Civil service authority may delegate power to terminate probationary employees to the chief without statutory authority. Cheek v. Dye, 439 N.E.2d 523 (Ill.App. 1982).
     Hearing not required in case of probationary employee. Borger v. Borough of Stone Harbor, 178 N.J. Super. 296, 428 A.2d 958 (1981); State ex rel. Rieke v. Hausrod, 67 Ohio St. 2d 337, 423 N.E.2d 870 (Ohio 1981).
     Wisconsin denies probationary employee a statement of charges or hearing on termination. Kaiser v. Bd. of Police and Fire Cmsnrs. of Wauwatosa, 311 N.W.2d 646 (Wis. 1981).
     Burden is on probationary employee to demonstrate that required exam was not "practical" and did not properly test his abilities. Sullivan v. Bd. of Fire and Police Cmsnrs. of Lisle, 430 N.E.2d 636 (Ill.App. 1981).
     Probationary period starts to run from first day on job, not date of appointment or retroactive pay date. Major v. DeFrench, 286 S.E.2d 688 (W. Va. 1982); Rizzo v. Schmanek, 439 A.2d 1296 (Pa. Cmwlth. 1981).
     Florida appellate court rules that probationary employees are not entitled to pretermination hearing; Florida Bill of Rights was inapplicable; New York and Missouri courts concur with respect to non-civil service employees. Bembanaste v. City of Hollywood, 394 So.2d 1053 (Fla. App. 1981); see also: Carter v. Murphy, 437 N.Y.S.2d 344 (A.D. 1981); McNichols v. City of Wellston, 613 S.W.2d 2d 215 (Mo.App. 1981).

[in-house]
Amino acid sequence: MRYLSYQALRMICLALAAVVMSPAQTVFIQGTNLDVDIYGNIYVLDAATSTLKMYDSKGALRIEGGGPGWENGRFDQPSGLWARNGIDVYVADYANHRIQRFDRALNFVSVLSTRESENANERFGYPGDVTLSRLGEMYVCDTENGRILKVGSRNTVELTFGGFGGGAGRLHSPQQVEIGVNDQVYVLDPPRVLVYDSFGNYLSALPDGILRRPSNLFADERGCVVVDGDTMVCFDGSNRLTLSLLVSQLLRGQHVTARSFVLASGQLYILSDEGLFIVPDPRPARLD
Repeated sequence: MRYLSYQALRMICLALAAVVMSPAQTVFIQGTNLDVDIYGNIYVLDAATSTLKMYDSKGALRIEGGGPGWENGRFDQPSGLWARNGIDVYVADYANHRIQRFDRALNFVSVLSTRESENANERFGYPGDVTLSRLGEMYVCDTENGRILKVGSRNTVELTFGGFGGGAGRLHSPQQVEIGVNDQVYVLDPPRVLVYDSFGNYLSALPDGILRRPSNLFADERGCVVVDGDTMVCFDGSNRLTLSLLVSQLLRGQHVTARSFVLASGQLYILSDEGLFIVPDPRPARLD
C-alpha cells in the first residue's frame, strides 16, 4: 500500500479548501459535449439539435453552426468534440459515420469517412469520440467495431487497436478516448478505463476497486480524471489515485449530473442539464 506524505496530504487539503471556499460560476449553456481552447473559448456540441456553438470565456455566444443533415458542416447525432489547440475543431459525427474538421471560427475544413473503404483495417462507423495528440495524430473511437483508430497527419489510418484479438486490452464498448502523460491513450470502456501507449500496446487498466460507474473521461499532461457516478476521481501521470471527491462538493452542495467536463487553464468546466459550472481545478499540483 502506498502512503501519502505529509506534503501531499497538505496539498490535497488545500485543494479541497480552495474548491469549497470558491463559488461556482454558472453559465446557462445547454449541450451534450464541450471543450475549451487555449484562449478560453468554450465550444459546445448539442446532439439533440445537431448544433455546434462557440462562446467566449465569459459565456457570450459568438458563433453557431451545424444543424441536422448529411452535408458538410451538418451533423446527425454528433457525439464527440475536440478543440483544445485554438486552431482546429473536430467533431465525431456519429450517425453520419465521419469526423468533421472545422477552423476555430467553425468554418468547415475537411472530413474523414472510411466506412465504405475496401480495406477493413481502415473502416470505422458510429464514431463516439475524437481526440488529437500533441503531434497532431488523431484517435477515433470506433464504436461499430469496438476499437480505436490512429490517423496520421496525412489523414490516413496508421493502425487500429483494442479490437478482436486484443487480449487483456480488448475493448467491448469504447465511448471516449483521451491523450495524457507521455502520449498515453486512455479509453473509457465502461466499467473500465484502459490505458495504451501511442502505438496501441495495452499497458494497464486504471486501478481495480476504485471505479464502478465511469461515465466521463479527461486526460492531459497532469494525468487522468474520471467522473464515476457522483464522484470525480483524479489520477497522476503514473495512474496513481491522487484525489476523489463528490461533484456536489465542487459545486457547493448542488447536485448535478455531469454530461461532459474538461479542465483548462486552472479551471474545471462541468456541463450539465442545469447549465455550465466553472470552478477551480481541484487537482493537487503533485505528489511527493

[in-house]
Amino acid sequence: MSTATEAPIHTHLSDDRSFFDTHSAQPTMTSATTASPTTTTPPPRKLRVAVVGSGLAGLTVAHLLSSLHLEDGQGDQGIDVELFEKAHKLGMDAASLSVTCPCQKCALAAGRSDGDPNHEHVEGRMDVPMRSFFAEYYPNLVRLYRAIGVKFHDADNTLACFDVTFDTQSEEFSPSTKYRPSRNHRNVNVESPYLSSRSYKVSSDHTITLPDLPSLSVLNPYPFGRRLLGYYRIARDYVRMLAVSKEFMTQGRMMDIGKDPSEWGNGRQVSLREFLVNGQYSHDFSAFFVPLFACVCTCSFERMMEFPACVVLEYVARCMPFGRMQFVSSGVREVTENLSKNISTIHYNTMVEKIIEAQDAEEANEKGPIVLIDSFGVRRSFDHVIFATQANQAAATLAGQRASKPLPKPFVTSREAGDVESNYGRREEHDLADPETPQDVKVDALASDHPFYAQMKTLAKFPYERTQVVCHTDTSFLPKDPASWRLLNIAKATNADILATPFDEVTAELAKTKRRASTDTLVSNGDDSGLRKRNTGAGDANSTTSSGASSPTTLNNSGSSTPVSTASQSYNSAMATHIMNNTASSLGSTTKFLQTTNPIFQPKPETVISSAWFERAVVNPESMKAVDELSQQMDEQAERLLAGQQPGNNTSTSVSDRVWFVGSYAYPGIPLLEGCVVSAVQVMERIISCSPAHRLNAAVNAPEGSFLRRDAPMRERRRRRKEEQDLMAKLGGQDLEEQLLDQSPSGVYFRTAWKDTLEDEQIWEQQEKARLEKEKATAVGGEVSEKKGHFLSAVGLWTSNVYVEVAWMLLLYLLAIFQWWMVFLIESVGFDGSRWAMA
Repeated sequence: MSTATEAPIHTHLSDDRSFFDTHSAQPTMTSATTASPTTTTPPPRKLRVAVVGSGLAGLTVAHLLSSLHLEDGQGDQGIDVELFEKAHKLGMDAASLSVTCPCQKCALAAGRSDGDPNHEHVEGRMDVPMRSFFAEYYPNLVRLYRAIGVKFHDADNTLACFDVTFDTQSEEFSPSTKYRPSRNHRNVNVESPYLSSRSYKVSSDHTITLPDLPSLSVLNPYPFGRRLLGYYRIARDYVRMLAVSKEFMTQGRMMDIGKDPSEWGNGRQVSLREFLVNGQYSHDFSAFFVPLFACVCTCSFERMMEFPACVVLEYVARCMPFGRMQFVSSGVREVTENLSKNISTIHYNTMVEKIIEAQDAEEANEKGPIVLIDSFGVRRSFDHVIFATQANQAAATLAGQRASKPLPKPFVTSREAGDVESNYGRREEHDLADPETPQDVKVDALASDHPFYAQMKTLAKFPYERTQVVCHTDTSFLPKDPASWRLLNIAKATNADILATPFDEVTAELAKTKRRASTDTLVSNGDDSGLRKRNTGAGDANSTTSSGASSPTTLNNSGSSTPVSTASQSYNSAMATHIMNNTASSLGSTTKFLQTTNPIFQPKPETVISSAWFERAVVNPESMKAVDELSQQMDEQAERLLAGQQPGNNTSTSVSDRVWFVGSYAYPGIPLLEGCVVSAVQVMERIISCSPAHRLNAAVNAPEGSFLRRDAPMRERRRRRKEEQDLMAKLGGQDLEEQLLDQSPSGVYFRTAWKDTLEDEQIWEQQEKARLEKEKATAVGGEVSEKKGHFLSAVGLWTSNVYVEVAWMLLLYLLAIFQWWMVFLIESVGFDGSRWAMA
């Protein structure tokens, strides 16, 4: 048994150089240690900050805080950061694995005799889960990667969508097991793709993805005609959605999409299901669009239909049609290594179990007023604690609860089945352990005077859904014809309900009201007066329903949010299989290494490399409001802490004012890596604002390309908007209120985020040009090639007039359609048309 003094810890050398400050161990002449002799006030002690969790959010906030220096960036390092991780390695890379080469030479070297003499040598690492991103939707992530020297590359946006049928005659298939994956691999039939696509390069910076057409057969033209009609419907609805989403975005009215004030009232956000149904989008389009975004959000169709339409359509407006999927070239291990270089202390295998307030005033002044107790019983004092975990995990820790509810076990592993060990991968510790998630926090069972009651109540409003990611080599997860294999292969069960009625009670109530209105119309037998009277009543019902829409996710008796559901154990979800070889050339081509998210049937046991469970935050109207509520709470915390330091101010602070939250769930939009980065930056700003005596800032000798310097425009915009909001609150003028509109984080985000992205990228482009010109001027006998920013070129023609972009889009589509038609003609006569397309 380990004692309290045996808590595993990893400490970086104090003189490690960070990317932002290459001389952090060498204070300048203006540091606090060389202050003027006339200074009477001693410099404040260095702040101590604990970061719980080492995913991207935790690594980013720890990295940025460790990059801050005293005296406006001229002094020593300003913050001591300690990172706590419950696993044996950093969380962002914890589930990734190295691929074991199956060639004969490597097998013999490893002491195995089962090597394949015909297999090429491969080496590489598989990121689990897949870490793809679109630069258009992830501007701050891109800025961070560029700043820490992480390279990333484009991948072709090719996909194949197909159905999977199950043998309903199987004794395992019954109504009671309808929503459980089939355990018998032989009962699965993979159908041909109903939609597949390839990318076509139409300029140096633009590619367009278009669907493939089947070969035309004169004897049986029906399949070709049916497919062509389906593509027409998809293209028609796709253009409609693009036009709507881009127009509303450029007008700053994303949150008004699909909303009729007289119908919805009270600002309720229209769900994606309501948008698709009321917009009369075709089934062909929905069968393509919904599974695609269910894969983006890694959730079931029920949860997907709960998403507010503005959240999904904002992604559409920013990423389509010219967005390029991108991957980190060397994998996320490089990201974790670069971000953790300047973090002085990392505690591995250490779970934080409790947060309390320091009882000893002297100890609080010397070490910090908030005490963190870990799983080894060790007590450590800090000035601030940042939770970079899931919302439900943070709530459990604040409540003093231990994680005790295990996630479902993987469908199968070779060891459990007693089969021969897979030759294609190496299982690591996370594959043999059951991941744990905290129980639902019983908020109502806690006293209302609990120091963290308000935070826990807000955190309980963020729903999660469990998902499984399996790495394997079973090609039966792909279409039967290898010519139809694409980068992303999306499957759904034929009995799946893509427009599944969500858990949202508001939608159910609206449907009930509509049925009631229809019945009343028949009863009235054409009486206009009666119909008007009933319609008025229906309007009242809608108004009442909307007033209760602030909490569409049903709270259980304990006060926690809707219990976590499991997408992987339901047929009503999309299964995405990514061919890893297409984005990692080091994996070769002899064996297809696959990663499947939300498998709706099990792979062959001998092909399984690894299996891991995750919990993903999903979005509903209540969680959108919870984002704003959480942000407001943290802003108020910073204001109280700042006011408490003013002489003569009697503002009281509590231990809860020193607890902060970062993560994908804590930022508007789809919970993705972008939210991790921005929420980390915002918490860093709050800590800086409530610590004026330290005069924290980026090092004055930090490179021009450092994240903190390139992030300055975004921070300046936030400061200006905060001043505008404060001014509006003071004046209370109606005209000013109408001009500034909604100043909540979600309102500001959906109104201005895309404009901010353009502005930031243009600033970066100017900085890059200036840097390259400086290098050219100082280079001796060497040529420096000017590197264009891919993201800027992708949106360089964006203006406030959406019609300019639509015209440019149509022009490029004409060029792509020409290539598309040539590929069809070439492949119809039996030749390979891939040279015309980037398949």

Dismissal of a probationary officer without hearing upheld in Illinois; probationary period could be extended during a period of pending disciplinary investigation. Scheeler v. Fire & Police Cmsn. of Chillicothe, 407 N.E.2d 219 (Ill.App. 1980); see also Moran v. City of Knoxville, 600 S.W.2d 725 (Tenn. App. 1979).
     Kentucky upholds termination of probationary employees without civil service protections. Rottinhaus v. Bd. of Cmsnrs. of Covington, 603 S.W.2d 487 (Ky. App.).
     Department under no duty to "promote" a cadet to officer; no hearing incident to termination is required. Arsenault v. Mayor of Taylor, 296 N.W.2d 351 (Mich. App. 1980).
     Probationary employee not entitled to name-clearing pretermination hearing unless he denies charges against him. State ex rel. Swarout v. Civil Serv. Cmsn. of Spokane, 605 P.2d 796 (Wash. App. 1980).
     Pretermination hearing not required: Gonzales v. Police Cmsnr. of Boston, 375 N.E.2d 342 (Mass. App. 1978).
     Probationary period of six to twelve months is ambiguous; a certainty of probationary period required by the Alaska Supreme Court. Duncan v. City of Fairbanks, 567 P.2d 311 (Alaska 1977).
     Probationary officer's dismissal affirmed; single instance of off-duty intoxication shown. Kestler v. City of Los Angeles, 146 Cal.Rptr. 61 (App. 1978).
     Under Connecticut law, a “probationary employee is not entitled to the protective procedure accorded a career or permanent employee.” Millard v. Conn. Persnl. App. Bd., 170 Conn. 541, 368 A.2d 121 (1976). {N/R}
     Right of management to terminate a probationer without a hearing upheld: Romanik v. Board of Fire & Police Cmsnrs. of East St. Louis, 338 N.E.2d 397 (Ill. 1975); Civil Serv. Emp. Assn. v. Wallach, 369 N.Y.S.2d 510 (A.D. 1975).
     Arbitrator holds that the contract determines hearing rights of probationary employees. City of Nashua, N.H. and IAFF L-789, (Purcell, 1976).
     Probationary employee’s right to termination hearing discussed: Smith v. Pima Co., 548 P.2d 1151 (Ariz. 1976).
     See also: Disciplinary Hearings; Reductions in Force.